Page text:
In late 1989 Gerhard Berger acquired his Ferrari F40 and the Testarossa was sold to the owner of "Inntaler Transport GsmbH" in Innsbruck, Austria. Berger had a transport company himself in Wörgl, Austria and the owner of Inntaler Transport GsmbH was a friend of his. The car was registered to the new owner in Kufstein, Austria on 14th March 1990, again with a VIP number plate KU-00001.
The Testarossa then went to a Mr. Wimpissinger in Angath, Austria and was registered there on 27th March 1991 with the number plate KU-2FXU. Mr. Wimpissinger was a collector and Ferrari enthusiast, so the car was not used very much and was very well maintained. However, there was a fire at Mr. Wimpissinger’s home, from which the car was rescued unscathed, but his daughter sadly died. During the fire some of the paperwork relating to the car was destroyed.
Mr. Wimpissinger never came to terms with the fact that he had been able to save the car, but not his daughter, so he sold the car on 20th April 1993 to the owner of "Minathaler Hof" in Unterminathal, Austria. The car was re-registered with the number plate BR-49FS.
On 24th April 2009, the Testarossa was bought and re-registered with number plate B-687ER by Mr. Oliver Robert Schlachter from Lauterach, Austria. He was employed in an insurance office where he worked with a man who had dealt with the insurance file relating to the fire at Mr. Wimpissinger’s home. Mr. Schlachter heard about the Testarossa and bought it, as he is an Italian car and Gerhard Berger enthusiast.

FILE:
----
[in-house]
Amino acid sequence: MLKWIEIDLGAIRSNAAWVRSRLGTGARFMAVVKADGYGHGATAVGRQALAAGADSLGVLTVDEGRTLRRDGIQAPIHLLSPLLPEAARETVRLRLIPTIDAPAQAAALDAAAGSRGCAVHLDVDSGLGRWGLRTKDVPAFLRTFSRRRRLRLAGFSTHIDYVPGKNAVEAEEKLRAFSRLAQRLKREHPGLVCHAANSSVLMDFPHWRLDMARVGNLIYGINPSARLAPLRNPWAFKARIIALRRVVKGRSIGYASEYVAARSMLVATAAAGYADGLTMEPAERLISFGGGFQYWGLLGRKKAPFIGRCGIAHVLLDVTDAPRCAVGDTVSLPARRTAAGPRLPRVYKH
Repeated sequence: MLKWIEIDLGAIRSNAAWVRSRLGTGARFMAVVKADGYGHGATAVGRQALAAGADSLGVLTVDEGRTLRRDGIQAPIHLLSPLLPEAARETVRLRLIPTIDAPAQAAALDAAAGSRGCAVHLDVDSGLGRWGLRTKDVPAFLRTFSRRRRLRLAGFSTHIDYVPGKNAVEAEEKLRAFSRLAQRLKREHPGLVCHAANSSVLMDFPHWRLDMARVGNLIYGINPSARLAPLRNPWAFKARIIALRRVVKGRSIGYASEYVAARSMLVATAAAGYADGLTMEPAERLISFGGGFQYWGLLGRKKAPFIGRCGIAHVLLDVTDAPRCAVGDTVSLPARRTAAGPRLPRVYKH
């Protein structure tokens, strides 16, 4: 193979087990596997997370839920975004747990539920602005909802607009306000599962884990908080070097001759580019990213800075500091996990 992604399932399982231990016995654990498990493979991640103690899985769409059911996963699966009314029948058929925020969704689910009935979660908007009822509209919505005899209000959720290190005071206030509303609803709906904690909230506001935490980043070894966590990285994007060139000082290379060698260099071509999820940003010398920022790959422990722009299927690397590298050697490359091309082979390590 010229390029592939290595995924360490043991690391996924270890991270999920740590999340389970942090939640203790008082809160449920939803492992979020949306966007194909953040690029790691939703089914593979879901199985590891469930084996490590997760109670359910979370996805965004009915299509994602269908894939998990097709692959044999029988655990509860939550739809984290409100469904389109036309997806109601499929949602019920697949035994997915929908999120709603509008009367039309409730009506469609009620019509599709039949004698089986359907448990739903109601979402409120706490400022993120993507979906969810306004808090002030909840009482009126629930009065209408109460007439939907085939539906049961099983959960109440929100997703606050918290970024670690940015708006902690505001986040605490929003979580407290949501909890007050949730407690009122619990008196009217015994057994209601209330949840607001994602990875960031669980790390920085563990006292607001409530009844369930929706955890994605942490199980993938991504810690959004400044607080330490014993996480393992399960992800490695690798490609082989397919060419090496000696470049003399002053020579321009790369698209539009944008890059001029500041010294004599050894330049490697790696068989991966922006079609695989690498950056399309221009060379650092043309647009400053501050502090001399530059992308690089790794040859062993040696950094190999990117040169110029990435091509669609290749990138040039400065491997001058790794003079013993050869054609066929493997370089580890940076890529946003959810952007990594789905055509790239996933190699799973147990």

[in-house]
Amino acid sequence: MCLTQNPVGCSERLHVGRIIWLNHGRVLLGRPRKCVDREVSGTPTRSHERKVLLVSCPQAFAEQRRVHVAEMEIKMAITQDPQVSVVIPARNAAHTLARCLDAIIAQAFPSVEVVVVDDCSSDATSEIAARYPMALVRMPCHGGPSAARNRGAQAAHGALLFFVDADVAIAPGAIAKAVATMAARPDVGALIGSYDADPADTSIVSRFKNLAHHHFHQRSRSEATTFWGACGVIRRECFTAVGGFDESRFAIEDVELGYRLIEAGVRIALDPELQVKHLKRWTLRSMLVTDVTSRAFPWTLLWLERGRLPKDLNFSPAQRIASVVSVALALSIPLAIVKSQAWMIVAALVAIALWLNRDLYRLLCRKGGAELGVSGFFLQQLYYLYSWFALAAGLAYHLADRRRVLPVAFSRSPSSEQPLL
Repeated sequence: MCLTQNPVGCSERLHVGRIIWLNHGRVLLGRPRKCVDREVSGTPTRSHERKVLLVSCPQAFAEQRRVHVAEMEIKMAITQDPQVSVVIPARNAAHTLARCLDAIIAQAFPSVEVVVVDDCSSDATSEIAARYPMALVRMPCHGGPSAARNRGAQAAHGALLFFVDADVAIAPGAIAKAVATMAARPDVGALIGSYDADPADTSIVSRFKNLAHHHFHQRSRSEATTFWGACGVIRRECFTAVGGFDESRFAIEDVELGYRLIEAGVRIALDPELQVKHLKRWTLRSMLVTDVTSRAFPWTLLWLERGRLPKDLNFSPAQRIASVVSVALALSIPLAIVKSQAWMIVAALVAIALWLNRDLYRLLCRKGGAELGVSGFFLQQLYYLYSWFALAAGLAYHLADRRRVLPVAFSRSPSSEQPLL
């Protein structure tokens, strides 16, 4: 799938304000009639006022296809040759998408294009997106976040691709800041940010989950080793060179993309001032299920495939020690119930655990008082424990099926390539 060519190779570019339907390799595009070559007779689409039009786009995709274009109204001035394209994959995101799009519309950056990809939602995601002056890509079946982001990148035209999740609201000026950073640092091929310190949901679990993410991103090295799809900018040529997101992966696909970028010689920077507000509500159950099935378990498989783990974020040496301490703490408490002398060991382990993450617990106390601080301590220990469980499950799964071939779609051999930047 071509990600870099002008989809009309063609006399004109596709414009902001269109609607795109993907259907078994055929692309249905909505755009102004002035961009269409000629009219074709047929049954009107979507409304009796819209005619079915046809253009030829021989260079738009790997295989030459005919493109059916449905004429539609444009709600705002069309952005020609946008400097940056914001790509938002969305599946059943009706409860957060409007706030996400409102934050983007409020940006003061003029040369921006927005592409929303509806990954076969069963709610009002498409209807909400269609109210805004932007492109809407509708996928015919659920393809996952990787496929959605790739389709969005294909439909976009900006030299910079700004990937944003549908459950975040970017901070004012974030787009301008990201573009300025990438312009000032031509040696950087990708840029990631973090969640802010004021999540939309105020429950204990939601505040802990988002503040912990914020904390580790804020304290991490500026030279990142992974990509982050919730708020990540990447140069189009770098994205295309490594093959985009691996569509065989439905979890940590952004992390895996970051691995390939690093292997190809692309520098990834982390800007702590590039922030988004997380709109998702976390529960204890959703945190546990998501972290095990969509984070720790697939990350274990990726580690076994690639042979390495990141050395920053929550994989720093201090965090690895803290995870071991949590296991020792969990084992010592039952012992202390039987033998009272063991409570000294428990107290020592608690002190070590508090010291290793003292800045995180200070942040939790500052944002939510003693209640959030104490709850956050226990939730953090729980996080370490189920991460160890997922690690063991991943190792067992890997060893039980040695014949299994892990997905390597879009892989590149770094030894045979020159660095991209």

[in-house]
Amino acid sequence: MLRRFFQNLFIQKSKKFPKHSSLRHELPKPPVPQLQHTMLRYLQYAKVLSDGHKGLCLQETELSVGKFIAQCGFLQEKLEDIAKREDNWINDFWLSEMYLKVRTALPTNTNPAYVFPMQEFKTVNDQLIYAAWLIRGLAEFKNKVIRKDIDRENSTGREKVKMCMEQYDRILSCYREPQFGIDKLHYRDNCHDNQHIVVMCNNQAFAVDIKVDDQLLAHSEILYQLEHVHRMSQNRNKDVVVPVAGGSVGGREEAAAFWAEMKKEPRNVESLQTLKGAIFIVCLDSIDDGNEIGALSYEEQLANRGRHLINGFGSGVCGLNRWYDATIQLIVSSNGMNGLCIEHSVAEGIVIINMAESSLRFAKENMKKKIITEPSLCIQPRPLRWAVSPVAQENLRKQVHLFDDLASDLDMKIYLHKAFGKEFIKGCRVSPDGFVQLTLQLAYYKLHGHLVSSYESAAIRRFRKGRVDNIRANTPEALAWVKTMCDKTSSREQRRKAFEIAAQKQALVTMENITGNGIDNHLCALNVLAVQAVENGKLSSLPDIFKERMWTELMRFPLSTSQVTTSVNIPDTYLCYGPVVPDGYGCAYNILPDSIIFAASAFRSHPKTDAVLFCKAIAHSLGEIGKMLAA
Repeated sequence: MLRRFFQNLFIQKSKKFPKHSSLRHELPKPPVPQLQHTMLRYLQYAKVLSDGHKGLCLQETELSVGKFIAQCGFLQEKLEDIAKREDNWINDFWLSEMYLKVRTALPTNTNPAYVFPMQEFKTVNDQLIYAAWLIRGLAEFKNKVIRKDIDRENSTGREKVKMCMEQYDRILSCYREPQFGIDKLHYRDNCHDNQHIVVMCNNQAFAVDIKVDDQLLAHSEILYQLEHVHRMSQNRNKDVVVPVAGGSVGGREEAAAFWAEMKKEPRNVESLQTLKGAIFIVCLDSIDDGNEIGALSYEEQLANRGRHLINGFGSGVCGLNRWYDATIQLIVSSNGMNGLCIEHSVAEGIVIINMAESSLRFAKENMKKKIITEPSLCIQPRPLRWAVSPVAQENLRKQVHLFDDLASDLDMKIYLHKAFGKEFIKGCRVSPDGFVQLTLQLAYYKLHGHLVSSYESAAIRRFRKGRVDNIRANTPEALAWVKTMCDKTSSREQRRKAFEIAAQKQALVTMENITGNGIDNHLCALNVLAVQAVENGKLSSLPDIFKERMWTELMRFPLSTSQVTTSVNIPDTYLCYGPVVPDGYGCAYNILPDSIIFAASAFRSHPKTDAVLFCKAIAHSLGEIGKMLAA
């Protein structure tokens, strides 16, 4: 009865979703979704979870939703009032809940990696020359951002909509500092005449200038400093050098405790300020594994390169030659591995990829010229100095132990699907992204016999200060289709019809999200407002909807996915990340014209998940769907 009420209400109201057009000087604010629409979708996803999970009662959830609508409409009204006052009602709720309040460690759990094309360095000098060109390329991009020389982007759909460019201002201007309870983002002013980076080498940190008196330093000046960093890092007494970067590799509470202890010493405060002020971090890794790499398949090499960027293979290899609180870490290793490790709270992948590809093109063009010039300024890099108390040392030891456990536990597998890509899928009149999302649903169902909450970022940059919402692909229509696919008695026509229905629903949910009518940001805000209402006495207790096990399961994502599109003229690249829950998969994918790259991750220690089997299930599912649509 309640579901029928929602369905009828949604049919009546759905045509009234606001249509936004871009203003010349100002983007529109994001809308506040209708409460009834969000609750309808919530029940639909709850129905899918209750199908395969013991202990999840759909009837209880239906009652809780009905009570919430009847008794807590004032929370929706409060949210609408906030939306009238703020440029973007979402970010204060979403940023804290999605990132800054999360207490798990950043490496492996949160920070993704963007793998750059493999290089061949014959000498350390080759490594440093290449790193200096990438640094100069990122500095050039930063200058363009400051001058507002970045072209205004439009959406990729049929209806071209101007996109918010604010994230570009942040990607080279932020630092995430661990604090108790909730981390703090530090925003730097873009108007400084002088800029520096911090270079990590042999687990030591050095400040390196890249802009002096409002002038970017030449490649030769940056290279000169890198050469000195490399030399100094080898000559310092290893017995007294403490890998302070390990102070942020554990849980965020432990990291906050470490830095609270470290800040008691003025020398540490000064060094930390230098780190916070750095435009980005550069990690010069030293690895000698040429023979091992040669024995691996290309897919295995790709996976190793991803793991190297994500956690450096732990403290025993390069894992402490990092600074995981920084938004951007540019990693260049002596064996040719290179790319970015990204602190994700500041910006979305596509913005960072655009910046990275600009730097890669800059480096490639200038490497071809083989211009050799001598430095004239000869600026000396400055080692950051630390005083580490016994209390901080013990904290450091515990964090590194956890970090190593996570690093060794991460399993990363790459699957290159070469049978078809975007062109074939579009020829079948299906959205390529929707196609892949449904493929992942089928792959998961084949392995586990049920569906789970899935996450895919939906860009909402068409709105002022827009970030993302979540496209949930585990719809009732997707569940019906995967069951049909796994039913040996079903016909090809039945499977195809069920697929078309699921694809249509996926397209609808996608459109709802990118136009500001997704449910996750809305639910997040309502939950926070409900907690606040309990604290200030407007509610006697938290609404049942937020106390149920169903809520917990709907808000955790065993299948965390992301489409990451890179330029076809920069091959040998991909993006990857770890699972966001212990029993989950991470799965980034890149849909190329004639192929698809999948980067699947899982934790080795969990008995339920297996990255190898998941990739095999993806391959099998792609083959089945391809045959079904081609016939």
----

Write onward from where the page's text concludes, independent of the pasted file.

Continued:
He subsequently became a teacher at a business school and only used the Testarossa when the weather was perfect. His longest trip was about 200 KM in all the years he owned it. He kept the Testarossa until he was offered a Lamborghini, which he decided to buy.
In late 2013 Thomas Zettl of Neusäss, Germany heard about the car and telephoned Mr. Schlachter. They spoke for about an hour and after speaking to him he was sure that he was a real Ferrari enthusiast, so he decided to have a look at it. As he drove in the vintage racing team, Eberhard & Co, in a Triumph TR2, he contacted his team mate Simon Müller from Chur, Switzerland, as he knew a lot about vintage cars and they both had a look at the Testarossa.
The weather was not good when they arrived in Austria, so it was not possible to take the car for a test drive, but after a long visual inspection and listening to the engine, Simon Müller told him that he had to buy the car, so he did that very day! It was a wonderful well cared for car with a history that cannot be topped!
He agreed to pick up the car in 2014, when the weather was perfect, as he did not want to drive it in snow or rain. The car was then collected on 19th April 2014, exactly one month before its 25th birthday. The car was a dream to drive at 130 KM/H.